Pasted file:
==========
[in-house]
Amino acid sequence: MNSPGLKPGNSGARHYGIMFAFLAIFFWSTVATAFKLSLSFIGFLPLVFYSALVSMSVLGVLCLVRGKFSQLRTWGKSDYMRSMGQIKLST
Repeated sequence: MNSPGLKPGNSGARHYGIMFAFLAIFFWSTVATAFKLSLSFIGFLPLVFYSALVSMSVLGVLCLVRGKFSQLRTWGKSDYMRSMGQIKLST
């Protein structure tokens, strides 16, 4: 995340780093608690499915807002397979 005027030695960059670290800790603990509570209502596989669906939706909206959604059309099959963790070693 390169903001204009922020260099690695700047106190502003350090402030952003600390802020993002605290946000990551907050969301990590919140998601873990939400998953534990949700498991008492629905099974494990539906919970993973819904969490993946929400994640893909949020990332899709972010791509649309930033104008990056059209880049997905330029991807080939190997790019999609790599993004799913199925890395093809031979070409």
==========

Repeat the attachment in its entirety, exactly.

[in-house]
Amino acid sequence: MNSPGLKPGNSGARHYGIMFAFLAIFFWSTVATAFKLSLSFIGFLPLVFYSALVSMSVLGVLCLVRGKFSQLRTWGKSDYMRSMGQIKLST
Repeated sequence: MNSPGLKPGNSGARHYGIMFAFLAIFFWSTVATAFKLSLSFIGFLPLVFYSALVSMSVLGVLCLVRGKFSQLRTWGKSDYMRSMGQIKLST
């Protein structure tokens, strides 16, 4: 995340780093608690499915807002397979 005027030695960059670290800790603990509570209502596989669906939706909206959604059309099959963790070693 390169903001204009922020260099690695700047106190502003350090402030952003600390802020993002605290946000990551907050969301990590919140998601873990939400998953534990949700498991008492629905099974494990539906919970993973819904969490993946929400994640893909949020990332899709972010791509649309930033104008990056059209880049997905330029991807080939190997790019999609790599993004799913199925890395093809031979070409």